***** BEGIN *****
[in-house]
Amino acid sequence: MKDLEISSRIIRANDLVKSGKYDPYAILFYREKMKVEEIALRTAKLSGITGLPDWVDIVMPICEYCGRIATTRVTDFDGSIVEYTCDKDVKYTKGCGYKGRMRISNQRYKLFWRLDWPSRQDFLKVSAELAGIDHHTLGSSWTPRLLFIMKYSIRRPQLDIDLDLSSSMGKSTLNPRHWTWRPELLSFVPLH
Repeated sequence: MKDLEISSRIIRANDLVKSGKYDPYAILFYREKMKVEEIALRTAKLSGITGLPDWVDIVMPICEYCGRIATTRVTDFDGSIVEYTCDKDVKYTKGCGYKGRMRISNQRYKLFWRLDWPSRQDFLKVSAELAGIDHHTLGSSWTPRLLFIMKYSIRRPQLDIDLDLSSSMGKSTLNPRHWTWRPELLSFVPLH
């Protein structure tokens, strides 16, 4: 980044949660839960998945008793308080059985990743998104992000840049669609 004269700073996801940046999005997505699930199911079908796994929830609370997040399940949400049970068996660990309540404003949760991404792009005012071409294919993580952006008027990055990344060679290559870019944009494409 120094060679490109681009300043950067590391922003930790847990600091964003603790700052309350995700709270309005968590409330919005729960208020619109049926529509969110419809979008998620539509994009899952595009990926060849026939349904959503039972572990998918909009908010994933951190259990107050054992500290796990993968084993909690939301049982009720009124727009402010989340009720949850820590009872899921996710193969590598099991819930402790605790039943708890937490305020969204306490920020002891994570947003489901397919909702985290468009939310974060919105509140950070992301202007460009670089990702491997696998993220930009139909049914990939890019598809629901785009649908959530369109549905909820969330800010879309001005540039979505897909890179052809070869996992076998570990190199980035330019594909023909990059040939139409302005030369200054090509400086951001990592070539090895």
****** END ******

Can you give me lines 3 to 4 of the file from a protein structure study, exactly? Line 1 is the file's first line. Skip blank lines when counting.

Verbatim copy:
Repeated sequence: MKDLEISSRIIRANDLVKSGKYDPYAILFYREKMKVEEIALRTAKLSGITGLPDWVDIVMPICEYCGRIATTRVTDFDGSIVEYTCDKDVKYTKGCGYKGRMRISNQRYKLFWRLDWPSRQDFLKVSAELAGIDHHTLGSSWTPRLLFIMKYSIRRPQLDIDLDLSSSMGKSTLNPRHWTWRPELLSFVPLH
């Protein structure tokens, strides 16, 4: 980044949660839960998945008793308080059985990743998104992000840049669609 004269700073996801940046999005997505699930199911079908796994929830609370997040399940949400049970068996660990309540404003949760991404792009005012071409294919993580952006008027990055990344060679290559870019944009494409 120094060679490109681009300043950067590391922003930790847990600091964003603790700052309350995700709270309005968590409330919005729960208020619109049926529509969110419809979008998620539509994009899952595009990926060849026939349904959503039972572990998918909009908010994933951190259990107050054992500290796990993968084993909690939301049982009720009124727009402010989340009720949850820590009872899921996710193969590598099991819930402790605790039943708890937490305020969204306490920020002891994570947003489901397919909702985290468009939310974060919105509140950070992301202007460009670089990702491997696998993220930009139909049914990939890019598809629901785009649908959530369109549905909820969330800010879309001005540039979505897909890179052809070869996992076998570990190199980035330019594909023909990059040939139409302005030369200054090509400086951001990592070539090895």